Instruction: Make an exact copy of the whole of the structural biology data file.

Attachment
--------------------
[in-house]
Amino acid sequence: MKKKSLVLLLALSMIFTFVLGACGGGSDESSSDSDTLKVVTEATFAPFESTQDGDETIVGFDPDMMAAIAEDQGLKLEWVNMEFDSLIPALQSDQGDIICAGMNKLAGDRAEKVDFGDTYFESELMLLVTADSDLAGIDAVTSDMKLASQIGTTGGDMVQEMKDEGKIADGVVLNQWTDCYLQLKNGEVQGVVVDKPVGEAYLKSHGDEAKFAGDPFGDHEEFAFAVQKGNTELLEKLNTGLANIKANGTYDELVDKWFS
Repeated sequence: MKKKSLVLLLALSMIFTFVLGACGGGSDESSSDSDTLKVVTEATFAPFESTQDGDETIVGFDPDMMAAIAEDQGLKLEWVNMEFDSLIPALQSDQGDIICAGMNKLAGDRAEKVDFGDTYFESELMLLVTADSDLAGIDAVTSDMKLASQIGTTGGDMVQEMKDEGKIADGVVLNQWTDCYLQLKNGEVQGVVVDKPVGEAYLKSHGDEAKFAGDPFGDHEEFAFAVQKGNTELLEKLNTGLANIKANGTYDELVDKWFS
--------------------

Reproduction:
[in-house]
Amino acid sequence: MKKKSLVLLLALSMIFTFVLGACGGGSDESSSDSDTLKVVTEATFAPFESTQDGDETIVGFDPDMMAAIAEDQGLKLEWVNMEFDSLIPALQSDQGDIICAGMNKLAGDRAEKVDFGDTYFESELMLLVTADSDLAGIDAVTSDMKLASQIGTTGGDMVQEMKDEGKIADGVVLNQWTDCYLQLKNGEVQGVVVDKPVGEAYLKSHGDEAKFAGDPFGDHEEFAFAVQKGNTELLEKLNTGLANIKANGTYDELVDKWFS
Repeated sequence: MKKKSLVLLLALSMIFTFVLGACGGGSDESSSDSDTLKVVTEATFAPFESTQDGDETIVGFDPDMMAAIAEDQGLKLEWVNMEFDSLIPALQSDQGDIICAGMNKLAGDRAEKVDFGDTYFESELMLLVTADSDLAGIDAVTSDMKLASQIGTTGGDMVQEMKDEGKIADGVVLNQWTDCYLQLKNGEVQGVVVDKPVGEAYLKSHGDEAKFAGDPFGDHEEFAFAVQKGNTELLEKLNTGLANIKANGTYDELVDKWFS